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Butyrate, neuroepigenetics and the gut microbiome: Can a high fiber diet improve brain health?

Bourassa, Megan W. et al.

Neuroscience letters. Volume 625 (2016); pp 56-63 -- Elsevier Science Ireland Ltd

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  • Title:
    Butyrate, neuroepigenetics and the gut microbiome: Can a high fiber diet improve brain health?
  • Author: Bourassa, Megan W.;
    Alim, Ishraq;
    Bultman, Scott J.;
    Ratan, Rajiv R.
  • Found In: Neuroscience letters. Volume 625 (2016); pp 56-63
  • Journal Title: Neuroscience letters
  • Subjects: Neuroanatomie--Périodiques; Neurologie--Périodiques; Neuropharmacologie--Périodiques; Neurophysiologie--Périodiques; Research--Periodicals; Electronic journals; Neurology--Periodicals; Neurology; Periodicals; Gut-brain axis--Neuroepigenetics--Butyrate--High fiber diet--Gut microbiome; Dewey: 617.48
  • Rights: legaldeposit
  • Publication Details: Elsevier Science Ireland Ltd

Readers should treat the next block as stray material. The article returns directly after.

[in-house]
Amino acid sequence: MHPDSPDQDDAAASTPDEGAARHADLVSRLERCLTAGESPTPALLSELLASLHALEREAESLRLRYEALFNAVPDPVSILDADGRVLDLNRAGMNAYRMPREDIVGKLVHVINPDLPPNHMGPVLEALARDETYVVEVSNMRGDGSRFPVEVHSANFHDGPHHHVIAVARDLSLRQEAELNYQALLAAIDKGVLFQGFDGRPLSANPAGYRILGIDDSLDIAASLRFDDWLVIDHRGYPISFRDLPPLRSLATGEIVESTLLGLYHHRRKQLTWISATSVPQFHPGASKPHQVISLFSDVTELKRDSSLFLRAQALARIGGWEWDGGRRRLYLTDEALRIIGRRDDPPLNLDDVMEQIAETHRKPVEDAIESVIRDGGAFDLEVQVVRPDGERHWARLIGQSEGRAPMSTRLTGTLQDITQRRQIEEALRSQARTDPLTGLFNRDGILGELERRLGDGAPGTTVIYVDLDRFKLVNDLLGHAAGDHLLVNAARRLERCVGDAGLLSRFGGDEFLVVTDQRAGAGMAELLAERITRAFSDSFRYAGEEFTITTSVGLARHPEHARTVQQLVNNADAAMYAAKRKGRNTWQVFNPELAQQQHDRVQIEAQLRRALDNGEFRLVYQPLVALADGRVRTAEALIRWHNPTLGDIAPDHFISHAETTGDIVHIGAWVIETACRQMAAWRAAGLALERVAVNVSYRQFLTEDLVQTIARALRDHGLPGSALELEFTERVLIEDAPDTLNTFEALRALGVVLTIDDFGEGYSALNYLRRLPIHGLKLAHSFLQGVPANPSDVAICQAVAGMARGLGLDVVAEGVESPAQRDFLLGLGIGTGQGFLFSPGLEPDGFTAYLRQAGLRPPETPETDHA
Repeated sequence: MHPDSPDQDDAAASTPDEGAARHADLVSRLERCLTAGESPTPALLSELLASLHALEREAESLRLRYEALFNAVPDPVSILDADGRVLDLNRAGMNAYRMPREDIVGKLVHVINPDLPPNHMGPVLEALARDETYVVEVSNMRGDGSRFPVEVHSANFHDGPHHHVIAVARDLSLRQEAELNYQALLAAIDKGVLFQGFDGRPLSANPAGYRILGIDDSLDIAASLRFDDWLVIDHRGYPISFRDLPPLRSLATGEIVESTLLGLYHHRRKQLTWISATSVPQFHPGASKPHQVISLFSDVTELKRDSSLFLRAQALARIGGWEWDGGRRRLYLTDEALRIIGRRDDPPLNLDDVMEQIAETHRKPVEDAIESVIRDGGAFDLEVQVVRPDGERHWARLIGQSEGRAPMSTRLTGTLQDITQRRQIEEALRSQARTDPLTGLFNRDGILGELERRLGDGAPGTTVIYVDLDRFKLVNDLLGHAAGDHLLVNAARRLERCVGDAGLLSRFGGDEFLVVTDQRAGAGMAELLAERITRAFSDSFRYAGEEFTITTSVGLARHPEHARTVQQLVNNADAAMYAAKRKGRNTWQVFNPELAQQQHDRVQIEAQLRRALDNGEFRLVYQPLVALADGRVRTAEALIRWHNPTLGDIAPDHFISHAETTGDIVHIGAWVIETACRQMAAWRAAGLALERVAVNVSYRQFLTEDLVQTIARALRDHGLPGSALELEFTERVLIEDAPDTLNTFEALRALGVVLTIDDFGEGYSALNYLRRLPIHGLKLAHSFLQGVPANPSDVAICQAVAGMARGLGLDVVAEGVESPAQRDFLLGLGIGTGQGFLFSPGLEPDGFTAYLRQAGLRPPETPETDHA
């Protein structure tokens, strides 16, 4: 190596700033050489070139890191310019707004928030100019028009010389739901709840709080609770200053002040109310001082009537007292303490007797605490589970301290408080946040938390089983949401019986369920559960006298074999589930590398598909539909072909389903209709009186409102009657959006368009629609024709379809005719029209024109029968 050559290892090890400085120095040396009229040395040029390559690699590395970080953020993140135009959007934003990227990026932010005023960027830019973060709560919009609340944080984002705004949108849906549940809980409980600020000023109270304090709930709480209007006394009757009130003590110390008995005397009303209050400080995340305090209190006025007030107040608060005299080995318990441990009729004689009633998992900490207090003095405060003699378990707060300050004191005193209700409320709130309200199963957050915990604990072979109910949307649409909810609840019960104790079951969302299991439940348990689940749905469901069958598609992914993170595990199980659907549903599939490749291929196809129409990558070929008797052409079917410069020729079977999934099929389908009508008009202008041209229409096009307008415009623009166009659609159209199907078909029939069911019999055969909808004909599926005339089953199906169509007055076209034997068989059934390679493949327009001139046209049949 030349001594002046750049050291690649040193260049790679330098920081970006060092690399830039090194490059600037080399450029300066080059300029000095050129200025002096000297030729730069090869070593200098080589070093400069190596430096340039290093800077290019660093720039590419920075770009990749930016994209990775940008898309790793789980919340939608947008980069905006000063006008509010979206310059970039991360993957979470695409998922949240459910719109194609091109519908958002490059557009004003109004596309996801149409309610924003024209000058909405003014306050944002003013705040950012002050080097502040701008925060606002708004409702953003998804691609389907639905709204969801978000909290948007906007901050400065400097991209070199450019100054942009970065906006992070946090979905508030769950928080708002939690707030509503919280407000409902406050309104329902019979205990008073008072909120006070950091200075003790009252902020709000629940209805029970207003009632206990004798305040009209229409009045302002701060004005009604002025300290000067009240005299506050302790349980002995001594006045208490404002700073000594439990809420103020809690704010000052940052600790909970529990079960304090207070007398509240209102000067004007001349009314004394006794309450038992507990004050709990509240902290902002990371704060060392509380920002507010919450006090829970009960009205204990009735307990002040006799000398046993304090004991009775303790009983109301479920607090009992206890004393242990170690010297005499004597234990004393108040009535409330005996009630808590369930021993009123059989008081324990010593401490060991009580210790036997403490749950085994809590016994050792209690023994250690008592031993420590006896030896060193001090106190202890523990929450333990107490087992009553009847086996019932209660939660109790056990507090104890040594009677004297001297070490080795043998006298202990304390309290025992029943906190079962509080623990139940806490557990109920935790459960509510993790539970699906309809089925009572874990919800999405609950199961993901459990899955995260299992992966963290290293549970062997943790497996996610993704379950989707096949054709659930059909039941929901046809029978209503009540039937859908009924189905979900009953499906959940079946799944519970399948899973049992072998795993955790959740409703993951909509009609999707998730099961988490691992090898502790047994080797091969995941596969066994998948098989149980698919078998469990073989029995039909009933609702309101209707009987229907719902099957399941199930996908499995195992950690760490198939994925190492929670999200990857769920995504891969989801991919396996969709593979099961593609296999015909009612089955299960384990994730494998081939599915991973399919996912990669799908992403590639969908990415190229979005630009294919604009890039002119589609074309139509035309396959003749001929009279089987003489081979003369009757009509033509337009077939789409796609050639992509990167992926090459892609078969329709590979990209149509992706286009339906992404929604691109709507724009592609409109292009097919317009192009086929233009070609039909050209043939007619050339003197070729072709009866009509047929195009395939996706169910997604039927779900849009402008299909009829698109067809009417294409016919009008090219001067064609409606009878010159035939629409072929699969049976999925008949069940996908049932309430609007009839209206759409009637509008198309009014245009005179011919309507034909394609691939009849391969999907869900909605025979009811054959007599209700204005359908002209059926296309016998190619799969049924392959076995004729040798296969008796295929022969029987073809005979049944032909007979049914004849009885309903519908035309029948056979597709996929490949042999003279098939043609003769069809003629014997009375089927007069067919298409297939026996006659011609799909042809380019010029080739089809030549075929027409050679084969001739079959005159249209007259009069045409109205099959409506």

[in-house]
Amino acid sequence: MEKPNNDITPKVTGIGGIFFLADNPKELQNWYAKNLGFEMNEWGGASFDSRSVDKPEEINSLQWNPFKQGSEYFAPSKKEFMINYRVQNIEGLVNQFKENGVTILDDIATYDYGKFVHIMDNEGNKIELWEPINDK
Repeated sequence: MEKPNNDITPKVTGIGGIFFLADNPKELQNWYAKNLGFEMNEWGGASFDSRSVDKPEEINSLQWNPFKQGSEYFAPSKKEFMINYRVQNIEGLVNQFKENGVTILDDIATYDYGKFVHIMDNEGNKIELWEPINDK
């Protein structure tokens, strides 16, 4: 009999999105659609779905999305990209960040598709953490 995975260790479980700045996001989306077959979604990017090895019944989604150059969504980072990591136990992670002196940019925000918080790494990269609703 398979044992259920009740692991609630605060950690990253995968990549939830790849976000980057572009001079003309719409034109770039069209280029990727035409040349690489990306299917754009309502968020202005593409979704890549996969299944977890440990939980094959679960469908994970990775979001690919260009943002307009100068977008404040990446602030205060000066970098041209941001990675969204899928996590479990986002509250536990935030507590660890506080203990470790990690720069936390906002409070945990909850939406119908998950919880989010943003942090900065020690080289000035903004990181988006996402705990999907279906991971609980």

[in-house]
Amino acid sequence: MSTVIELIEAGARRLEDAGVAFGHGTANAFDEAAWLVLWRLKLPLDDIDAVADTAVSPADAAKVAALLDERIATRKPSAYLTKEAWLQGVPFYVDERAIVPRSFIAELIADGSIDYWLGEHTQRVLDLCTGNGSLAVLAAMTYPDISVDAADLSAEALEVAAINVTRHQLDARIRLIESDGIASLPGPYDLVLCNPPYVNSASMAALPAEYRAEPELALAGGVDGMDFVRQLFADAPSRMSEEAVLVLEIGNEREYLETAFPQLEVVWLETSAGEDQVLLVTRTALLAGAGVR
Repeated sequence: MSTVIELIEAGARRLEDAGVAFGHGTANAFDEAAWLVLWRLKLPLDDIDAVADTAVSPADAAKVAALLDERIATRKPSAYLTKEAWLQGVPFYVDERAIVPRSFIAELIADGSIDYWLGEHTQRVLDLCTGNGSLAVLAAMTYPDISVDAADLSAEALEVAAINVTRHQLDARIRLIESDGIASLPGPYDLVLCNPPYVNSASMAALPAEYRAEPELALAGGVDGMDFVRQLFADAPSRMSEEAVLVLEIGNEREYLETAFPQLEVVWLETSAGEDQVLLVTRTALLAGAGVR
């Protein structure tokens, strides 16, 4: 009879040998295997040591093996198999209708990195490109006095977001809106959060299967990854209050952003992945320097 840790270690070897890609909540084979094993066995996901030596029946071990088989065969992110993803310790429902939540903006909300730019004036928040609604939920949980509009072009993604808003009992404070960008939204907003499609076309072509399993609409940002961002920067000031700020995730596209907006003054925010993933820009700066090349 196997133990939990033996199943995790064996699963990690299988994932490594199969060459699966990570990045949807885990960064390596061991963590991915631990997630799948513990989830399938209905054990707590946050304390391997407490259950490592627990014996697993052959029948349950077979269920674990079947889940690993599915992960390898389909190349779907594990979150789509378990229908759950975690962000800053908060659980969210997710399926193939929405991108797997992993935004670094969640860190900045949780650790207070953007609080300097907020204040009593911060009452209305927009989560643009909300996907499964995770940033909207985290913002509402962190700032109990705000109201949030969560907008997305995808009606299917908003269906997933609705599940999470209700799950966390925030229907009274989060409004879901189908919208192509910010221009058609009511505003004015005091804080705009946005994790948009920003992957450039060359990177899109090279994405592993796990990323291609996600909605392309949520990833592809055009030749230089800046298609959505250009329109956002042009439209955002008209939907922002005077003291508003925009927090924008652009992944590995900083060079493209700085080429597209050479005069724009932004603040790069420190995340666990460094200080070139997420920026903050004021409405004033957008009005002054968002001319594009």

• Abstract: Highlights:

    Interest in how diet influences brain function via the gut microbiome is growing.

    Butyrate can protect the brain and enhance plasticity in neurological disease models.

    Gut microbiota produce butyrate by fermenting carbohydrates in a high fiber diet.

    Hypothesis: A high fiber diet can elevate butyrate to prevent/treat brain disorders.


    As interest in the gut microbiome has grown in recent years, attention has turned to the impact of our diet on our brain. The benefits of a high fiber diet in the colon have been well documented in epidemiological studies, but its potential impact on the brain has largely been understudied. Here, we will review evidence that butyrate, a short-chain fatty acid (SCFA) produced by bacterial fermentation of fiber in the colon, can improve brain health. Butyrate has been extensively studied as a histone deacetylase (HDAC) inhibitor but also functions as a ligand for a subset of G protein-coupled receptors and as an energy metabolite. These diverse modes of action make it well suited for solving the wide array of imbalances frequently encountered in neurological disorders. In this review, we will integrate evidence from the disparate fields of gastroenterology and neuroscience to hypothesize that the metabolism of a high fiber diet in the gut can alter gene expression in the brain to prevent neurodegeneration and promote regeneration.

  • Identifier: System Number: LDEAvdc_100033077626.0x000001; Journal ISSN: 0304-3940; 10.1016/j.neulet.2016.02.009
  • Publication Date: 2016
  • Physical Description: Electronic
  • Shelfmark(s): ELD Digital store

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